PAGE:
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Lydell spied the rest stop along the enchanted path that led near the Good Magician's Castle. There was a man with a band saw working nearby, clearing more of the area; the saw was playing lively music while it cut the wood. Dell was relieved; it had been a long walk and he was tired. He hurried to the shelter, ready to collapse on a bed of hay.
"Well hello, lad," a woman's voice said.
He stopped, startled. "Uh, I thought it was empty. I didn't mean to barge in on you."
"Oh, come on in," she said. "I'm glad to have the company. I hate eating alone. I'm Grania, Nia for short."
Now he saw that she was an older woman, heavyset with dark brown hair and eyes. "I'm Lydell, Dell for short. I'm — I'm coming to see the Good Magician, if I can get in."
"Past the three challenges," she agreed. "Have some apple pie; I harvested it hardly half an hour ago. It's still warm." She handed him a slice.
"Oh, thanks. But is there enough left for you?"
"If I get hungry, I'll go pick another one. Sit down. Eat."
He sat down and ate. It was a small thing, but he appreciated not having to forage for himself this late in the day. He didn't have much judgment about pies, and often got poor ones. This one was excellent. "Uh, are you traveling the opposite way?"
"Yes, but I'm heading for the same place, the Good Magician. I don't need to bore you with the dull details."
He smiled. "I'm boring. I like dull details." He took another bite of pie.
She eyed him cannily. "And you don't have to carry the conversation when your mouth's full and the other person's talking." She laughed as he cringed, embarrassed. "Dell, I'm a grandmother. I saw my son your age, and then my grandson. I know how it is. You're shy."
"Sort of," he agreed, his awkwardness easing in the face of her understanding.
"It will pass. Let's compare talents, since those largely define folk. Mine is making two spots on the wall, sort of like eyes." She focused, and two glowing eyes appeared on the wall behind her. "It's not much but it's what I have."
"Mine is changing the color, texture, or taste of things." He focused, and the pupils of the eyes became bright blue.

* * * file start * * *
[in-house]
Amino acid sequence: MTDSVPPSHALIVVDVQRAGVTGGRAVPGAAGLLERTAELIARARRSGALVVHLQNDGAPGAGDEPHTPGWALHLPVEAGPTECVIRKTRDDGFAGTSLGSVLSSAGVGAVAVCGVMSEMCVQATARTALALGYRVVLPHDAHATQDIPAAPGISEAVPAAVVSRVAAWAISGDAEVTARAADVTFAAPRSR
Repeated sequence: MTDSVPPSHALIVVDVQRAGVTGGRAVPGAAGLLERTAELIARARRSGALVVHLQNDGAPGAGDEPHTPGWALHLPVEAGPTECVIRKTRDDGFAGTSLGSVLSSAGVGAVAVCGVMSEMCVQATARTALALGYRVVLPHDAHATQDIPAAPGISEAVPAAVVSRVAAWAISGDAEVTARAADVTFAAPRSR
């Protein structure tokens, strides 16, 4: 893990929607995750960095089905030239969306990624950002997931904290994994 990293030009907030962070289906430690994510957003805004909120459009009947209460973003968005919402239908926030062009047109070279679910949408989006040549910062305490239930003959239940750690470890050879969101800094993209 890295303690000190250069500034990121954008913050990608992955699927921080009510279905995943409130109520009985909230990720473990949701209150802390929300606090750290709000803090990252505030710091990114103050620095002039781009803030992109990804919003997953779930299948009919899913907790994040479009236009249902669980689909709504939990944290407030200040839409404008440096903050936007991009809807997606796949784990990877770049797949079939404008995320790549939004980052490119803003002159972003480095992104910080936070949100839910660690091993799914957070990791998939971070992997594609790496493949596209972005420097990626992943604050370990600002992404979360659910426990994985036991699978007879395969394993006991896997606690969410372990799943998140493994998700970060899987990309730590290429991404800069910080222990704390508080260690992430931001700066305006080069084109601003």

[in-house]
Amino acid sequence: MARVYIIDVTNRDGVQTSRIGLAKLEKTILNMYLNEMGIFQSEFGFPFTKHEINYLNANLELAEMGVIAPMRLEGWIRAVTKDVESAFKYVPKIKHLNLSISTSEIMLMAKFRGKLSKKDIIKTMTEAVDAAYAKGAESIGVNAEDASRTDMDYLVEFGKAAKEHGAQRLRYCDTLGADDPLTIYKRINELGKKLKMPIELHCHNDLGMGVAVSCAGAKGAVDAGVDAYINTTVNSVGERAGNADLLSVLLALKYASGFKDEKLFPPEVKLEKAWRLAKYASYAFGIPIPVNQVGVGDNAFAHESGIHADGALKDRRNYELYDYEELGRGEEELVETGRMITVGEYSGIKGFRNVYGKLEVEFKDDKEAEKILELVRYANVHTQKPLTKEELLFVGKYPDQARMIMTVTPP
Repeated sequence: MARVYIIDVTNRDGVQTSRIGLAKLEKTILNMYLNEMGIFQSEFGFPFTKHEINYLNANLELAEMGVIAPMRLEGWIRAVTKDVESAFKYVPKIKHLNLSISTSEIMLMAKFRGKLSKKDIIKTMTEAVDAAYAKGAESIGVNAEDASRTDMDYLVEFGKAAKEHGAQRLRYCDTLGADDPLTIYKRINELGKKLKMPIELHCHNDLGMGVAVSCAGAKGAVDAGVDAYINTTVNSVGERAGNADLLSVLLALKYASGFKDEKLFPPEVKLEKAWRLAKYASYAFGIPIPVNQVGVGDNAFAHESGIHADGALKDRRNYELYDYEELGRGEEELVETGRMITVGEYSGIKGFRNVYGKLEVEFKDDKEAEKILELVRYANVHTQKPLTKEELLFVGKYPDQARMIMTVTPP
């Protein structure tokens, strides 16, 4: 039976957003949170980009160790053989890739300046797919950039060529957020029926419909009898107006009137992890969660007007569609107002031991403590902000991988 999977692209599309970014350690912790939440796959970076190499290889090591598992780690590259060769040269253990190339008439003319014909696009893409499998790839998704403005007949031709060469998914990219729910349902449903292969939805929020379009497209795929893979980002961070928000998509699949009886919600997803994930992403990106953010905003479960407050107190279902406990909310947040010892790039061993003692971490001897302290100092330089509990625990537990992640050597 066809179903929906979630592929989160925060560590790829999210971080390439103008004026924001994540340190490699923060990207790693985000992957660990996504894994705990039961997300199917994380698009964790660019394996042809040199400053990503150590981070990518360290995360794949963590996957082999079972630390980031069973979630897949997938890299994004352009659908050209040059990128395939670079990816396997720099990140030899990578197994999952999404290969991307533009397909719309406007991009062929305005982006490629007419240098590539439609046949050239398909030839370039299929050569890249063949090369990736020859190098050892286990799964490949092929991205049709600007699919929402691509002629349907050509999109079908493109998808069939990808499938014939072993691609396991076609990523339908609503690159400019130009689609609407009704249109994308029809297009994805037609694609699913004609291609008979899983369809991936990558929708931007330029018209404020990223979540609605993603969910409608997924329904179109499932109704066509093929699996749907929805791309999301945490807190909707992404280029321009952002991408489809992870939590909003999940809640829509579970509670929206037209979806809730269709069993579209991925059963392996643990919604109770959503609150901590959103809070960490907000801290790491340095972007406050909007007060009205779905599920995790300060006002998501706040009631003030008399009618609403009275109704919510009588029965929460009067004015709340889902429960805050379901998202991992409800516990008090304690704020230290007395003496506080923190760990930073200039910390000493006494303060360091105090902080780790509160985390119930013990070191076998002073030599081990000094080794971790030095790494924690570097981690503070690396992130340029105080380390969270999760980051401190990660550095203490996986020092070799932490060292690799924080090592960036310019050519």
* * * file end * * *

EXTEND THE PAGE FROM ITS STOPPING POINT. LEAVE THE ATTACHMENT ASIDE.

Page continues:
"Wonderful!" she said.
"Well, it's not much either. I can't make things, just change some of their qualities, and it doesn't last longer than until I change something else."
"It will do. Well, now that we know each other, you may hearken to the dullness of my life, so you know it is safe to share the dullness of yours." She handed him another slice of pie, as he had just finished the first.
"Uh, thanks again."
"I wasn't always dull. We lived near Electri City, where the folk are full of energy and grow power plants for a living. I was the prettiest girl in my village, so naturally I married the handsomest lout, who was eager to summon the storks, who soon got the messages, and we had three goodlooking children. I was satisfied with that number, and saw no reason to signal any more storks." She grimaced. "Bad mistake. It turned out that he liked signaling for its own sake, even when the storks no longer paid attention. Who would have guessed? So when I balked, he got a mistress. Then I had the housework, and the children, and the dull neighbors; he had her. I suspect he had the better bargain. Our marriage had become a shell, worse inside than outside. Now I'm wise too late; I'd have been better off to humor him so he wouldn't stray. And now he's dead, maybe from overexertion with her, and our children and grandchildren have families of their own. They have no use for me; I rubbed too many the wrong way by not respecting their outlooks. So I want to do something to redeem my largely wasted prior effort, something worthwhile, for the rest of my life. Maybe find a project some good people are doing that I can contribute to, to help make it a success. That's what brings me to see the Good Magician. I'm sure he'll have an answer for me, if I can make it through the challenges and get to see him. Of course there's the year's service or equivalent he requires for an answer, but that will be worth it if my life has meaning."
"Yeah," he agreed, chewing on the second slice.
"So what do you want, Dell? Something similar?"